Leaders of the BRICS group of developing nations have invited Saudi Arabia, Iran, Ethiopia, Egypt, Argentina and the United Arab Emirates to join, in a move aimed at growing the clout of a bloc that has pledged to champion the “Global South”.
Expansion could also pave the way for dozens of interested countries to seek admission to BRICS – currently Brazil, Russia, India, China and South Africa – at a time when geopolitical polarisation is spurring efforts by Beijing and Moscow to forge it into a viable counterweight to the West.
The new candidate members were announced by South African President Cyril Ramaphosa, who is hosting a summit of BRICS leaders.
“BRICS has embarked on a new chapter in its effort to build a world that is fair, a world that is just, a world that is also inclusive and prosperous,” he said.
The new candidates will be formally admitted as members on Jan. 1, 2024. Ramaphosa and Brazilian President Luiz Inacio Lula da Silva left the door open to the possibility of admitting other new members in future.
“We have consensus on the first phase of this expansion process and other phases will follow,” Ramaphosa said at a media briefing.
Lula said globalisation’s promises had failed, adding that it was time to revitalise cooperation with developing countries as “there is a risk of nuclear war”, an apparent allusion to growing tensions between Russia and the West over the Ukraine conflict.
United Arab Emirates’ President Mohammed bin Zayed, whose country is already a member of the bloc’s New Development Bank (NDB), said he appreciated the inclusion of his country as a new member.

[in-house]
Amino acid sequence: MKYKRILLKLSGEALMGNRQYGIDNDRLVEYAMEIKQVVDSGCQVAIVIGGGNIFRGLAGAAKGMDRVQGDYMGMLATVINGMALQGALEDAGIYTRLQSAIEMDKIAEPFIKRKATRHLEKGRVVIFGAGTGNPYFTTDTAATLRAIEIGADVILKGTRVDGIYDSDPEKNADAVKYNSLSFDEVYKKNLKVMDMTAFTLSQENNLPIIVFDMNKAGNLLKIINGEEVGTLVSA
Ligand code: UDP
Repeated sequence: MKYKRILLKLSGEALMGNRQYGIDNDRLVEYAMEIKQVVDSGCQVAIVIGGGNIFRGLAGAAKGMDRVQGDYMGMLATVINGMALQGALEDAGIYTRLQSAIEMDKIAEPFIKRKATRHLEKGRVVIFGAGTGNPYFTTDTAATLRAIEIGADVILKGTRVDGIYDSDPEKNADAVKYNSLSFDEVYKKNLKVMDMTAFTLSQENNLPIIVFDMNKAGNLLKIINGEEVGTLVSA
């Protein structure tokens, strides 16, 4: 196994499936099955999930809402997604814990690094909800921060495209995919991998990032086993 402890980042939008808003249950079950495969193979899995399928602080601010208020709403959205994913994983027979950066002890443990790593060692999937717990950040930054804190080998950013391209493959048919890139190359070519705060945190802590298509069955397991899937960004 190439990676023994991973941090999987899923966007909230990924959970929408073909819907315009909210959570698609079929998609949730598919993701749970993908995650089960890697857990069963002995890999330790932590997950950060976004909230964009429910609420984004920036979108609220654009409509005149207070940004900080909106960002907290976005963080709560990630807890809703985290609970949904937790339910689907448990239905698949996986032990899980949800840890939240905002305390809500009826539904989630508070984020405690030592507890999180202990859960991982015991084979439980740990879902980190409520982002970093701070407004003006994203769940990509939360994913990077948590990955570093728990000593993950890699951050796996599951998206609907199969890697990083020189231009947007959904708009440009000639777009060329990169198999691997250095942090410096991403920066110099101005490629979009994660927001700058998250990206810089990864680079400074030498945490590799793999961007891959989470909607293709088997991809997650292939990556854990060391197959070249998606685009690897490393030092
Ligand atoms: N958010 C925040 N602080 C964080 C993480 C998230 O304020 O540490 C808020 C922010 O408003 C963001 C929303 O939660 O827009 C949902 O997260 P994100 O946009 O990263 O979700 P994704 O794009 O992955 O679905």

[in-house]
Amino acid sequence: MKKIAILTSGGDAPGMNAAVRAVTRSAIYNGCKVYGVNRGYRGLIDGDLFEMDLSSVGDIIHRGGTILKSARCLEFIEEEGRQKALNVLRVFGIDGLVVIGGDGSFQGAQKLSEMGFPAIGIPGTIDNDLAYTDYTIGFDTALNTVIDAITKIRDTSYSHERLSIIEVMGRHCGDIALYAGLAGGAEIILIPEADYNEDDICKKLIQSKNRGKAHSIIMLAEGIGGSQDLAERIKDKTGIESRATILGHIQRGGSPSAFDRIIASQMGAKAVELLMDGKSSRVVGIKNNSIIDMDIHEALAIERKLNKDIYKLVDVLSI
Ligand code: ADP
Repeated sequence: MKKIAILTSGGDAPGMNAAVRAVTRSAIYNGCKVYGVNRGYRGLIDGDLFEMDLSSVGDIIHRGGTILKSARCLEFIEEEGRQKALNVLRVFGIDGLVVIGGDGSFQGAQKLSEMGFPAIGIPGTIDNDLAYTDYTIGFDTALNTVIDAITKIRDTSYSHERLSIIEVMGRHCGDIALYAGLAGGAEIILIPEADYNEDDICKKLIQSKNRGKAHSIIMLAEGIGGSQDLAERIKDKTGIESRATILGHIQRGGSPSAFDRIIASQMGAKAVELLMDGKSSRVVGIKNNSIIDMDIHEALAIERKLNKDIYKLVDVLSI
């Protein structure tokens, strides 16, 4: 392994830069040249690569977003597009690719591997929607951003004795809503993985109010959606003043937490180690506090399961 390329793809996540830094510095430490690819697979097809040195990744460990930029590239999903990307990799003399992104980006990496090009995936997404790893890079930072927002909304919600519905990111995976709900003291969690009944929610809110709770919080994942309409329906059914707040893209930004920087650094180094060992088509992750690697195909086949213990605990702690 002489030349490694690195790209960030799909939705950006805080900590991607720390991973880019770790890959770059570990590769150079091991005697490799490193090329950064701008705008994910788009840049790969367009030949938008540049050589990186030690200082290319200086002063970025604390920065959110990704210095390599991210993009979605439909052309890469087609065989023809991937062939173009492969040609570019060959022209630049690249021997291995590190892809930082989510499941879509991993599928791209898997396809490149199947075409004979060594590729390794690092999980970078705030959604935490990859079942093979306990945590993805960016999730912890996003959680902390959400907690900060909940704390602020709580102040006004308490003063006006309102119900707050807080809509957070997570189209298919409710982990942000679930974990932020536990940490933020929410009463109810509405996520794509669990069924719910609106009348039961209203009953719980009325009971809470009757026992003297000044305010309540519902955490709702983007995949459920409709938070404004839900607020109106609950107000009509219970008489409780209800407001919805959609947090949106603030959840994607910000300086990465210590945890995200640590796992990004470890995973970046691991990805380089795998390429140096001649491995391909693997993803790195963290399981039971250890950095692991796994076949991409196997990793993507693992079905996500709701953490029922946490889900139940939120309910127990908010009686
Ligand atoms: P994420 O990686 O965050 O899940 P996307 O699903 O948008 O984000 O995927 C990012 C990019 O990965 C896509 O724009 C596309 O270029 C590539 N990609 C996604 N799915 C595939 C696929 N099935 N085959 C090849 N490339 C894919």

“We look forward to a continued commitment of cooperation for the prosperity, dignity and benefit of all nations and people around the world,” he posted on messaging platform X, formerly known as Twitter.
PLEDGE TO REBALANCE WORLD ORDER
The debate over enlargement has topped the agenda at the three-day summit taking place in Johannesburg. And while all BRICS members publicly expressed support for growing the bloc, there were divisions among the leaders over how much and how quickly.
Though home to about 40% of the world’s population and a quarter of global gross domestic product, BRICS members’ failure to settle on a coherent vision for the bloc has long left it punching below its weight as a global political and economic player.
“This membership expansion is historic,” China’s President Xi Jinping said in remarks following the announcement on enlargement. “It shows the determination of BRICS countries for unity and cooperation with the broader developing countries.”
More than 40 countries have expressed interest in joining BRICS, say South African officials, and 22 have formally asked to be admitted.
They represent a disparate pool of potential candidates motivated largely by a desire to level a global playing field many consider rigged against them.
They are attracted by BRICS’ promise to rebalance world bodies dominated by the United States and other wealthy Western states.
Indian Prime Minister Narendra Modi said the bloc’s expansion should be an example to other global institutions founded in the 20th century that have become outdated.
“The expansion and modernization of BRICS is a message that all institutions in the world need to mould themselves according to changing times,” he said.